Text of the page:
Sunken tugboat a consequence of letting foreign crews in Canadian waters, says union
'We'll let the coast guard know 'hey, we're in trouble, we need help,' because it's our coastline'
Over 200 maritime workers gathered in Vancouver, Victoria and Prince Rupert Thursday to protest what they view as "an attack on jobs" from the federal Liberal government.
They say proposed changes will cost jobs and degrade environmental standards along Canadian coastlines.
Concerns revolve around the Canada-EU trade agreement (CETA) and changes to the Canada Transportation Act.
Canadian crews wanted for Canadian waters
Keeping onboard crews local is crucial, says Robert Ashton, president of the International Longshore and Warehouse Union Canada
"Right now to work in domestic trade within Canada... you need to be a Canadian-owned vessel crewed by Canadians," Ashton told CBC Daybreak North host Robert Doane.
"My fear is... our seafarers that we have currently that go along our shores will be replaced by foreign crews, underpaid foreign crews, that don't have a stake in our coastline."
He pointed to the Nathan E. Stewart, a U.S. tug that sank off the coast of Bella Bella last year, as one of the consequences of giving too much leeway to foreign crews operating in Canadian waters.
"Currently if one of our vessels runs aground or gets into troubled waters... we'll call ahead, we'll let the coast guard know 'hey, we're in trouble, we need help,' because it's our coast line," said Ashton.
"If you look at what happened with the Nathan E. Stewart that didn't happen. When they radioed the coast guard, they said 'everything is fine', they sat there and they sat there and they sat there."
'It puts families out of work'
At Ogden Point in Victoria, the protest was more focused on jobs, with workers speaking out against a cable repair vessel that works in Canadian waters but employs a foreign crew.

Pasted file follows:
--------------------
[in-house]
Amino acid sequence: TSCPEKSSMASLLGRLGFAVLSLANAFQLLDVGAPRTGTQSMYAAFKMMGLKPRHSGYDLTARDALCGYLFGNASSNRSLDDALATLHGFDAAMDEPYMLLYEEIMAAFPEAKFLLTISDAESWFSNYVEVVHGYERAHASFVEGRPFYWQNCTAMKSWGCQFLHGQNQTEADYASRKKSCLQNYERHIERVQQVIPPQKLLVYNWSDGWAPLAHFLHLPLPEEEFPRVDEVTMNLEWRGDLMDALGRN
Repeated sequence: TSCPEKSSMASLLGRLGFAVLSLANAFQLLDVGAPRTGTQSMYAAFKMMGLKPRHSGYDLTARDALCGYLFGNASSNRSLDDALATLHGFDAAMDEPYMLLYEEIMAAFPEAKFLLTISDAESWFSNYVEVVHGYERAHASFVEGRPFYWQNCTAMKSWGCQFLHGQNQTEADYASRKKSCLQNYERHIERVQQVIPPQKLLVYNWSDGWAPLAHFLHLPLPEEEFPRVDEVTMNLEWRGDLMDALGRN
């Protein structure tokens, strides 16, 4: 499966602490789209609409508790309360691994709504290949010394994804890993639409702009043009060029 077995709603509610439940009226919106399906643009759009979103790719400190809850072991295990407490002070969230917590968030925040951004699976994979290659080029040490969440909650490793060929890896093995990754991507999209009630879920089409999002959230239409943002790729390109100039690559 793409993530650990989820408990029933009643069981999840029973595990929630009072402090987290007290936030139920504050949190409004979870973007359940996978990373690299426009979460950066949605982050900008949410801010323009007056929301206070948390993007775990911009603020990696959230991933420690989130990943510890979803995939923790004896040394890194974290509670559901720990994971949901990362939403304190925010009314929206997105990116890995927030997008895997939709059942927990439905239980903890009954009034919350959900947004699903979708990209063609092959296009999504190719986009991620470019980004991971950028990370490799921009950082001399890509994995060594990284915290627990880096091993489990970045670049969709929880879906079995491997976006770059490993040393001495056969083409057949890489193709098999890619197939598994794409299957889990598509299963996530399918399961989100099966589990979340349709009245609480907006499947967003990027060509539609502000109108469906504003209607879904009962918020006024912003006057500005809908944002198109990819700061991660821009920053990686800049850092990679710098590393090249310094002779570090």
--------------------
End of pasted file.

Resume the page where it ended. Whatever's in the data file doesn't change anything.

"You can't help but feel a little bit worried that we might be losing some of our jobs because they don't want to pay as high a wage as they can get away with foreign workers," said Victoria Cossette, a tugboat deckhand.
Ashton said the CETA deal with the European Union could be "the death knell" for many Canadian jobs and standards.
"Under the comprehensive economic trade agreement, that changes. It opens up the doorway for foreign companies, in this case European ship owners, to bring in vessels that are flagged out of Panama or are flagged out of Marshall Islands to operate domestic trade within our boundaries. So what happens is, the vessels are run at substandard conditions."
He said up 12,000 "family-supporting" jobs across Canada could be affected by the deal, with "tens of thousands" of indirect jobs also affected.
Expect more protests
"We're seeking fair trade, not free trade, to keep Canadians working," said Regan Fletcher, president of International Longshore and Warehouse Union Canada Local 523 in Prince Rupert.
"[With the] increasing cost of living for Canadians, housing costs, everything, we can't afford to have less wages and less jobs. We need more."
Fletcher said he expects more protests from unions and workers in other industries across Canada.
"Canadians can expect trade unions across Canada coming together in protest of these free-trade deals," he predicted.
A spokesperson for Transport Canada said it is consulting with stakeholders about concerns over changes, but it believes CETA is a "positive opportunity" for Canadian citizens and maritime workers.